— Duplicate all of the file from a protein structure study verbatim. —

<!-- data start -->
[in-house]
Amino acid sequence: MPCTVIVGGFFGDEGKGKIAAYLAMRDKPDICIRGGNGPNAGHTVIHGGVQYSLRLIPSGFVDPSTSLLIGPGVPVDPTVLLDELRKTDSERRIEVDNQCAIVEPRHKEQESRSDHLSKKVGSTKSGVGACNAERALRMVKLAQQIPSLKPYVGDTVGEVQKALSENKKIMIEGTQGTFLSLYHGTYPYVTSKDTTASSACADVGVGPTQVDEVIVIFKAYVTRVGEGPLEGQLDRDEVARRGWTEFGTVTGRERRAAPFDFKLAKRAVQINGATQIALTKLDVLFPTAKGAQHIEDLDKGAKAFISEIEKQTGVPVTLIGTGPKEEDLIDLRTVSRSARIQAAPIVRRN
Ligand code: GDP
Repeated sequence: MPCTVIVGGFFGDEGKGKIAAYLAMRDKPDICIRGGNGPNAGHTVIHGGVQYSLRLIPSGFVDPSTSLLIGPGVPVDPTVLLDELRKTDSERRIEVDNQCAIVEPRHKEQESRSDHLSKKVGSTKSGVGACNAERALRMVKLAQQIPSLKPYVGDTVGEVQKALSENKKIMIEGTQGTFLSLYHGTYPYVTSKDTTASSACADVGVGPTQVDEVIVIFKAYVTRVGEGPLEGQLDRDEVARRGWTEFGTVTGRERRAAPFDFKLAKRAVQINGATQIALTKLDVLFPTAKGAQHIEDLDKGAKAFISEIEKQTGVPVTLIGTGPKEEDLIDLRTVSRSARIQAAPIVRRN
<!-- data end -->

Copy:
[in-house]
Amino acid sequence: MPCTVIVGGFFGDEGKGKIAAYLAMRDKPDICIRGGNGPNAGHTVIHGGVQYSLRLIPSGFVDPSTSLLIGPGVPVDPTVLLDELRKTDSERRIEVDNQCAIVEPRHKEQESRSDHLSKKVGSTKSGVGACNAERALRMVKLAQQIPSLKPYVGDTVGEVQKALSENKKIMIEGTQGTFLSLYHGTYPYVTSKDTTASSACADVGVGPTQVDEVIVIFKAYVTRVGEGPLEGQLDRDEVARRGWTEFGTVTGRERRAAPFDFKLAKRAVQINGATQIALTKLDVLFPTAKGAQHIEDLDKGAKAFISEIEKQTGVPVTLIGTGPKEEDLIDLRTVSRSARIQAAPIVRRN
Ligand code: GDP
Repeated sequence: MPCTVIVGGFFGDEGKGKIAAYLAMRDKPDICIRGGNGPNAGHTVIHGGVQYSLRLIPSGFVDPSTSLLIGPGVPVDPTVLLDELRKTDSERRIEVDNQCAIVEPRHKEQESRSDHLSKKVGSTKSGVGACNAERALRMVKLAQQIPSLKPYVGDTVGEVQKALSENKKIMIEGTQGTFLSLYHGTYPYVTSKDTTASSACADVGVGPTQVDEVIVIFKAYVTRVGEGPLEGQLDRDEVARRGWTEFGTVTGRERRAAPFDFKLAKRAVQINGATQIALTKLDVLFPTAKGAQHIEDLDKGAKAFISEIEKQTGVPVTLIGTGPKEEDLIDLRTVSRSARIQAAPIVRRN